The European Central Bank is widely expected to lower interest rates Thursday, but analysts say ECB officials are unlikely to announce more unconventional moves to stimulate economic activity.
ECB president Mario Draghi and members of the bank's governing council will meet in Frankfurt for their monthly policy discussion. This comes a week after euro area political leaders agreed to move towards a centralized banking authority under the direction of the ECB.
In what many see as a reward for the politicians, the ECB is expected to cut its main lending rate by 0.25% to an all-time low of 0.75%.
But most experts say Draghi will be reluctant to go further before euro area leaders implement the policies they agreed to last week.
"In light of the EU summit, I think the ECB will use conventional methods for now," said Nick Stamenkovic, market strategist at RIA Capital Markets in Edinburgh. However, the ECB could be more aggressive. Stamenkovic expects a half-point rate cut.
Investors have been hoping for coordinated action by central banks to prop up the faltering global economy. The Bank of England will also hold its monthly policy meeting Thursday, and many analysts expect the BOE's Monetary Policy Committee to back additional asset purchases.
However, the market response to a quarter-point cut by the ECB may be muted, said Grant Lewis, head of research at Daiwa Capital Markets in London. "The problems in the eurozone are not about the cost of money in general, but about the cost of money for certain countries, namely Spain and Italy," said Lewis.
To that end, the ECB is not expected to reactivate its controversial Securities Market Program, under which it has purchased billions of euros worth of government bonds, including Spanish and Italian paper.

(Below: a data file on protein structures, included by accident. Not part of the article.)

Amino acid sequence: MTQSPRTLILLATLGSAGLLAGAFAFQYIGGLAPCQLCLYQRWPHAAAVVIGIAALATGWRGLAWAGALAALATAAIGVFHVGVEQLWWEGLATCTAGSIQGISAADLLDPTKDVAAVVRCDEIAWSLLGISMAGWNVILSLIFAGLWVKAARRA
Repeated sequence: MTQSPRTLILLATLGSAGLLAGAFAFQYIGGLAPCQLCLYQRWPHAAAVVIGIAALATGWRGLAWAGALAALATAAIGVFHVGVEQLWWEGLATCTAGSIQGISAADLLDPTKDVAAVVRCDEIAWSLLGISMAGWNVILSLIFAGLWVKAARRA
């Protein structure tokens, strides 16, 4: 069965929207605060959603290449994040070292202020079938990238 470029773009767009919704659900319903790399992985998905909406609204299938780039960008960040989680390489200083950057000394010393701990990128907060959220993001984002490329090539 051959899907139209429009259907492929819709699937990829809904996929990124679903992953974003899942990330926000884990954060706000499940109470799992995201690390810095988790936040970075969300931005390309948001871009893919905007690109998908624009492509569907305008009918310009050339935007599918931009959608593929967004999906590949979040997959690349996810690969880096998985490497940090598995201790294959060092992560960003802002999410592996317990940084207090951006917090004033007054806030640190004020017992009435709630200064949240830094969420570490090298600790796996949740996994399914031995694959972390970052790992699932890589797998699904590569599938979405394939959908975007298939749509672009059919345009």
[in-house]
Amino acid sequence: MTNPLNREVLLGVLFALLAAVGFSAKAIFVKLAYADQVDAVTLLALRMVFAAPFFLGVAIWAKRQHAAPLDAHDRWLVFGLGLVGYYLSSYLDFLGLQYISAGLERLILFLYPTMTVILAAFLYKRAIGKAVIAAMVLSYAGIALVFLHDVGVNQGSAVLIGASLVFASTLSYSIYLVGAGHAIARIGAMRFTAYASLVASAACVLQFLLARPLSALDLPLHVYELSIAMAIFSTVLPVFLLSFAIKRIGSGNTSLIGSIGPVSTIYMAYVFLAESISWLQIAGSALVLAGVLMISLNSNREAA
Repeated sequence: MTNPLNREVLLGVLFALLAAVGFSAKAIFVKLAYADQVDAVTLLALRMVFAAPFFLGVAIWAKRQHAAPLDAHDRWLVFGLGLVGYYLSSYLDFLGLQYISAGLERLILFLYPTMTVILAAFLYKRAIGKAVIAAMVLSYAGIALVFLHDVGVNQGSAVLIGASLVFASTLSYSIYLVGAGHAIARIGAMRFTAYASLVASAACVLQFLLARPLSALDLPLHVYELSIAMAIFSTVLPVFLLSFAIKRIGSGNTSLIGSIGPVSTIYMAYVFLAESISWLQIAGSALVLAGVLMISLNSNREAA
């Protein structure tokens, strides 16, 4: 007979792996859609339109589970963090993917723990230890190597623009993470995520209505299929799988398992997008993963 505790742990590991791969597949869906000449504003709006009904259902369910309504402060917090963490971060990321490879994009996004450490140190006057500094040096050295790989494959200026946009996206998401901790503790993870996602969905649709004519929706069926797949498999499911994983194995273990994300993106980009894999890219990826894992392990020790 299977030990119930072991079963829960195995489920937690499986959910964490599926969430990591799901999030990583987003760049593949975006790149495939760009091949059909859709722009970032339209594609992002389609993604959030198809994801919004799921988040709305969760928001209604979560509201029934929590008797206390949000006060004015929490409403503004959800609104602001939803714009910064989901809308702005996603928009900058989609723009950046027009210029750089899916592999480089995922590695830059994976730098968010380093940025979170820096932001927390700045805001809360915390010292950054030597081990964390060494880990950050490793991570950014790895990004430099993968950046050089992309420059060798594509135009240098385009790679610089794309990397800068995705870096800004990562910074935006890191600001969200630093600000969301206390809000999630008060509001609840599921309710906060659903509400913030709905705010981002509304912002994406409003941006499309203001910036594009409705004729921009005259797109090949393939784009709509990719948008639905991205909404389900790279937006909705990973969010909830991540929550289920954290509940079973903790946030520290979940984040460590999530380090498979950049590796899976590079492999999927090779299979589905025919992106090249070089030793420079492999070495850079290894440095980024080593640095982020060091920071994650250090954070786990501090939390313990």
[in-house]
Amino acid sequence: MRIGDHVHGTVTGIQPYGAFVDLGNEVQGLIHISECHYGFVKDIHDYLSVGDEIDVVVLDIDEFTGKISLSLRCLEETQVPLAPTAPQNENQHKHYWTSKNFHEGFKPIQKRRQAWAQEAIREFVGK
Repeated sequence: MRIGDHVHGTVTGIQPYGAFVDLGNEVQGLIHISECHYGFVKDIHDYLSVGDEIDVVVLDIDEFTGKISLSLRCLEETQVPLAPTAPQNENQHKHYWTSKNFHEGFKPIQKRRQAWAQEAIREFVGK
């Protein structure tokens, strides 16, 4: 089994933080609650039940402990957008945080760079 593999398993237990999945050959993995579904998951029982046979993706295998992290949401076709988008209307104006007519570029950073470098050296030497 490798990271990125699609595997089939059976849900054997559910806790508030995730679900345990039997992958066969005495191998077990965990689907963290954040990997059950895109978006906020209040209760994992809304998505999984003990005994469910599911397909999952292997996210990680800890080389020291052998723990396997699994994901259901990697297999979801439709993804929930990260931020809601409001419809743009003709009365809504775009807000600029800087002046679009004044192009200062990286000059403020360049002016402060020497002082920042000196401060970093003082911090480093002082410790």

"I think you can rule out the SMP," said Lewis. "We're not going to get any more bond purchases."
Euro area leaders agreed in principle to allow the European Stability Mechanism, a billion bailout fund that comes into effect July 9, to buy sovereign debt in the secondary market.
Yields on Spanish and Italian bonds have eased since euro area leaders announced the move last week, when they also agreed to withdraw the ESM's preferred creditor status.
While additional bond purchases are unlikely, the ECB could launch a third long-term refinancing operation, or LTRO, according to Holger Schmieding, chief economist at Berenberg Bank.
The ECB recently relaxed its collateral requirements, which could make it easier for banks to access liquidity and buy more government bonds. "Spanish institutions particularly would benefit and potentially drive down sovereign borrowing costs again," Schmieding wrote in a note to clients.
However, Draghi has said repeatedly that ECB analysts are still assessing the impact of the first two LTROs, which funneled over €1 trillion into the banking system starting late last year.
"I struggle to see how another LTRO could be successful," said Lewis. "I still wonder about the appetite and ability for these banks to buy sovereign debt.".
Interest rates: In addition to lowering its refinancing rate, which is what the ECB charges commercial banks to borrow money, the central bank could also cut its deposit rate.
The deposit rate is what the ECB pays banks to hold money in its overnight facility. Some analysts say the rate could be cut to zero from an already low 0.25%.
The goal is to encourage banks to lend excess deposits to businesses and consumers rather than parking money at the ECB, said Natascha Gewaltig, director of European economics for Action Economics.
While the move could cause problems for money market funds, she said "there is now an argument that if the deposit rate is at zero, that will discourage banks from hoarding cash."
However, the concern is that cutting the deposit rate, which serves as a floor for money market funds, could sap liquidity from the interbank market and complicate the ECB's eventual exit strategy.